Step 4: Views
What are the standard CXR views?
Standard frontal view (PA/Posterior-Anterior): The x-ray beam travels six feet posterior to anterior through the upright (standing) patient in a horizontal plane. This distance is ideal to reduce magnification and enhance image sharpness. The hemidiaphragms are lower on the upright film, allowing you to see more of the lung. However, very sick patients are often unable to sit upright or stand. In these cases, an AP (anterior-posterior) view is taken with the x-ray beams traveling vertically to a film 48 inches from the patient. Note that when an AP film is taken, structures (like the heart) may be magnified and borders may be less sharp.
Normal PA film
Lateral view: This view may expose lesions that are retrosternal or hidden by the diaphragm. The patient is placed with the film against the side of the chest where the lesion is suspected. For example, a left lateral view (with the left side of the chest held against the film) would be used to examine the area behind the left side of the heart. It is best when the lesion is as close to the film as possible.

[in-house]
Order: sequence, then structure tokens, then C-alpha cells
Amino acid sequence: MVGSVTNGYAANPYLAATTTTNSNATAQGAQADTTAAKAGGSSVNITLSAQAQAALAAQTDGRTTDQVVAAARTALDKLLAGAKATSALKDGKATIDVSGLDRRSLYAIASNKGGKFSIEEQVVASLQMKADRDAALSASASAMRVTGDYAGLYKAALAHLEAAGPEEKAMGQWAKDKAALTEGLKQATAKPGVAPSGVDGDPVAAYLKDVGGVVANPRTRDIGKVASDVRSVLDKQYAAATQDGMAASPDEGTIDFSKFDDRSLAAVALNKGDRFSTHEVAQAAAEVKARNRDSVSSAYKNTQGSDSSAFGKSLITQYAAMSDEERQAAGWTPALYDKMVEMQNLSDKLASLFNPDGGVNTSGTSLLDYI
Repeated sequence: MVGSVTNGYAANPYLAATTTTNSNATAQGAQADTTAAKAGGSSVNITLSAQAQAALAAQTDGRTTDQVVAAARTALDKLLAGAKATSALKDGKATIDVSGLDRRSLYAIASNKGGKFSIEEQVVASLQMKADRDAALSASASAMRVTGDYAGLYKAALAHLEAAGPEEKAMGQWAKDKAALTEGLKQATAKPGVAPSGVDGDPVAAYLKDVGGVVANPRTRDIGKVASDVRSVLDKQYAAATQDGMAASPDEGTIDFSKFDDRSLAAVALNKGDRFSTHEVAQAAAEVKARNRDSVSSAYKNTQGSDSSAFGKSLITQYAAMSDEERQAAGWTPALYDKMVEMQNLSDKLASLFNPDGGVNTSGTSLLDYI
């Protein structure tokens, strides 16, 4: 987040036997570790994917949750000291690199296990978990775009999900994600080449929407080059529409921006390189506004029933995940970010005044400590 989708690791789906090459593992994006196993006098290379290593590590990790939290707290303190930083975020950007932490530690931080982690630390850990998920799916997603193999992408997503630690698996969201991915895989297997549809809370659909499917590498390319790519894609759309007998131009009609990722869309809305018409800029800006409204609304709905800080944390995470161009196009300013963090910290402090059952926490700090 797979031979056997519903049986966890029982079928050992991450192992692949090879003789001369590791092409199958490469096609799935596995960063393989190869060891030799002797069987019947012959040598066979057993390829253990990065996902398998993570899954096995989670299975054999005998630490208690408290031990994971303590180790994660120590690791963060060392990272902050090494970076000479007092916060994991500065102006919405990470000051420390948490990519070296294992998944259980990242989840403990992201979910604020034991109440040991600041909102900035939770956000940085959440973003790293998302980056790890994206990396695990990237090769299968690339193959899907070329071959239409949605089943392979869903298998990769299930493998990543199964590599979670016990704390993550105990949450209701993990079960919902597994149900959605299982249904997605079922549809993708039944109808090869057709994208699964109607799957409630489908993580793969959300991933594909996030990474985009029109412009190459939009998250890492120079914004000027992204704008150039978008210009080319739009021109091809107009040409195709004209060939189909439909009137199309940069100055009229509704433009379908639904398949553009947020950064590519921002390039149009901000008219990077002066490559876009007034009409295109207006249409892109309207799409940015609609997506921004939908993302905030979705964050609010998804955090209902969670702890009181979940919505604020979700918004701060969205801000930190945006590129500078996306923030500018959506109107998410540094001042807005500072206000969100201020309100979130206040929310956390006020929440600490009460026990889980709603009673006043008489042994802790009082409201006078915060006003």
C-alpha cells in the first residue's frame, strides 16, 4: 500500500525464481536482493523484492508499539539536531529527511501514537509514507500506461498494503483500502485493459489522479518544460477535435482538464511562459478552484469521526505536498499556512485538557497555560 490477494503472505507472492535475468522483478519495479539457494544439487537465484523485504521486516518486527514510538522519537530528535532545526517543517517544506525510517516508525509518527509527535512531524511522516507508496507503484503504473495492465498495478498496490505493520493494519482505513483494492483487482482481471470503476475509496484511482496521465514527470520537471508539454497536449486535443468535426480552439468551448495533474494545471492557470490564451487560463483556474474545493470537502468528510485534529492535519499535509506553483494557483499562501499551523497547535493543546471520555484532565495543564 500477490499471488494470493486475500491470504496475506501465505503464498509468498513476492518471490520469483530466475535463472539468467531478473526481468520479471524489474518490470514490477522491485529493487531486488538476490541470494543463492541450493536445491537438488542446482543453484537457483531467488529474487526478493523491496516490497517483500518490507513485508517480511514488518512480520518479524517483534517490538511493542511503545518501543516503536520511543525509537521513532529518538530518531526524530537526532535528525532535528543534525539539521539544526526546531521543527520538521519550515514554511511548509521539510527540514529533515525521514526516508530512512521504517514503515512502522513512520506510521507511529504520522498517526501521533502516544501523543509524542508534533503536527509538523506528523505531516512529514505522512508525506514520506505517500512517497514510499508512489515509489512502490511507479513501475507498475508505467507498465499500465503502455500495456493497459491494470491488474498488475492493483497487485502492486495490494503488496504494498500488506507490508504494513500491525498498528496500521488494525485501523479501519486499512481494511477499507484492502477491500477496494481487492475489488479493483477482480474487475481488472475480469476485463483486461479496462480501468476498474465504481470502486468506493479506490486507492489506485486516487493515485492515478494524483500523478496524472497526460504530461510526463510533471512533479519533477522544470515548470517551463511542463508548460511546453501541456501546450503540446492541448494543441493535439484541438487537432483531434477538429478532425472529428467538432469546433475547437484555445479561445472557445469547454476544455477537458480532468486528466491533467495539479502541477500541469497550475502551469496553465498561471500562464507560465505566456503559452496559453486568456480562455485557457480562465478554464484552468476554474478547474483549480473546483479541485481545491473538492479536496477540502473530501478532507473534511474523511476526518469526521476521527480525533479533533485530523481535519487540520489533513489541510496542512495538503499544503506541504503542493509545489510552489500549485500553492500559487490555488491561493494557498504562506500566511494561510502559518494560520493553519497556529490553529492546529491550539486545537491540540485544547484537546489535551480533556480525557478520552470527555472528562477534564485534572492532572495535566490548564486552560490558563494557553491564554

Normal lateral film
Decubitus view (Cross-table Lateral): The patient is in the supine position with the x-ray beams traveling horizontally and parallel to the floor. This view takes advantage of gravity. If free fluid is suspected in the lung, this view forces fluid toward the patient’s back. In a conventional left lateral decubitus film, the patient is lying on one side and fluid is forced to the lateral thorax. Either view is ideal for identification of air-fluid levels in the lung.
Normal decubitus film